THIS month is on the cusp of going down in the record books as the driest September ever.
"The story is the dryness," said Environment Canada meteorologist Trevor Smith.
From Aug. 1 to Sept. 25, there has been only 6.3 millimetres of precipitation at Vancouver International Airport, where official records are charted. That looks poised to smash a record set in Steveston in 1907, when only 9.4 mm of rain fell in those two months.
In an average August and September, the same weather station gets more than 92 mm of rain.
If the trend continues, "This will be the driest August and September in 107 years," said Smith.
Conditions have been the same all over the south coast, including the North Shore.
The West Vancouver weather station - which generally records more rain than the airport - had clocked only 10.2 mm of rain by Tuesday. That's far lower than the 77.7 mm recorded last year.
Smith said chances of the record-breaking dryness continuing to the end of the month are good. A weak weather system predicted for Friday could bring some showers, he said, but they are not expected to result in any substantial rain. The high pressure system that's continued to hang around for September is actually expected to build up again on the weekend before eventually breaking down, said Smith.
Smith said the south coast often sees good weather for the first part of September. "This year it's lasted most of the month."
Temperatures have also been hovering about a degree above normal.
Earlier this month, several communities along the SeatoSky corridor set records for high temperatures. West Vancouver recorded its warmest day this month on Sept. 17 with a high of 27 degrees.
The unseasonably dry September has led firefighters to call for extra caution from the public in wooded areas.
"We're getting cooler nights now, a bit more dampness coming in, but still the fuel load is very dry, and afternoon temperatures are staying hot, so the conditions are all there," said District of North Vancouver division fire chief Mike Cairns.
"Conditions we usually see in mid-August, we're seeing midSeptember."
The danger posed by bone-dry ground cover was brought home last week when fire broke out in a forested area just north of Horseshoe Bay. West Vancouver fire crews rushed to the Ansel Place neighbourhood just after 9 p.m. Sept. 16 after B.C. Ferries workers spotted the blaze and called it in. Firefighters arrived to find a patch of woodland about 25 metres by 25 metres in flames - as little as 50 metres from nearby homes.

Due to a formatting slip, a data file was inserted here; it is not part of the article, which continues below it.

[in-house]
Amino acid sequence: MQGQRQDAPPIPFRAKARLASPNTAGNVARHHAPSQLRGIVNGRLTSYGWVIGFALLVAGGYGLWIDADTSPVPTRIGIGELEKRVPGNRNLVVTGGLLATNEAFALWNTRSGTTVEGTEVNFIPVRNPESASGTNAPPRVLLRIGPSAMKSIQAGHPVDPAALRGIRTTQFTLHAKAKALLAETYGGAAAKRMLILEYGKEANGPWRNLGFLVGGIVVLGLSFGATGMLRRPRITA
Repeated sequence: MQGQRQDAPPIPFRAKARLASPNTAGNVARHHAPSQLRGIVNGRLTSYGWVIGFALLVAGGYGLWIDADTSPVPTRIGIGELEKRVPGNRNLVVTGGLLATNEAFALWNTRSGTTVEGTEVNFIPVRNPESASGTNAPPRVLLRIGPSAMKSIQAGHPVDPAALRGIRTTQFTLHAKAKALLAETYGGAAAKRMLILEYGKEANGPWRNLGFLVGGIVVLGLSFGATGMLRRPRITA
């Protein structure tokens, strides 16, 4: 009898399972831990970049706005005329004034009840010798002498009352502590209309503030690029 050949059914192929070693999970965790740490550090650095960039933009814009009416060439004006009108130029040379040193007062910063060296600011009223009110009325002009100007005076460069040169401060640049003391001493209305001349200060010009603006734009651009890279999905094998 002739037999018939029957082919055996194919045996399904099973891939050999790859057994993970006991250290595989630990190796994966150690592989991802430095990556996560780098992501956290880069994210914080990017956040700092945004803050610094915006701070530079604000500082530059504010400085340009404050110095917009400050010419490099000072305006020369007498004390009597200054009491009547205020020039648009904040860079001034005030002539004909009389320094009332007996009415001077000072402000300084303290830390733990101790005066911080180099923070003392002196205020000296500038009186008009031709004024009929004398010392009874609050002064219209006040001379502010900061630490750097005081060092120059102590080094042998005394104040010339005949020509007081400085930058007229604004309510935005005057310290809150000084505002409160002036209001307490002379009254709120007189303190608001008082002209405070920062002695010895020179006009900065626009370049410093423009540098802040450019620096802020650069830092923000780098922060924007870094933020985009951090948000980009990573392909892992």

They put out the fire without much difficulty, but the incident illustrates how hazardous conditions are right now, said Tony Bird, West Vancouver's assistant fire chief of operations.
"It is a concern, obviously," he said. "Everything we get like that, we're very conscientious about it, making sure it's not going to spread."
The Ansel Place incident came just a week after crews dealt with a one-hectare brush fire above Lions Bay, which took more than two days to extinguish.
North Vancouver has not seen any incidents on that scale, but firefighters have been called out repeatedly to deal with minor fires in the brush along Mount Seymour Parkway, said Cairns. Those were likely caused by discarded cigarettes, showing how easily the dry brush can ignite, he said.
The forest fire danger rating for this area of the province was recently set to high, prompting West Vancouver to remind residents that smoking and open fires are banned in all outdoor areas.
Despite the dry weather, water reservoirs are still in good shape, said Bill Morrell spokesman for Metro Vancouver.
The Seymour, Capilano and Coquitlam reservoirs are still at about 68 per cent capacity - thanks to wet, cool conditions in spring and early summer. "We were spilling water (over the Cleveland dam) right up until the end of July," said Morrell. "We're well within our normal operating range for this time of year."
Smith said inevitably the more typical Vancouver rains will start in October.
Climate forecasters said this week there is a possibility of a weak El Nino weather pattern developing this winter. But Smith said a weak El Nino "typically doesn't mean much for the Vancouver weather."
A stronger El Nino often brings winters that are warmer and slightly drier than usual.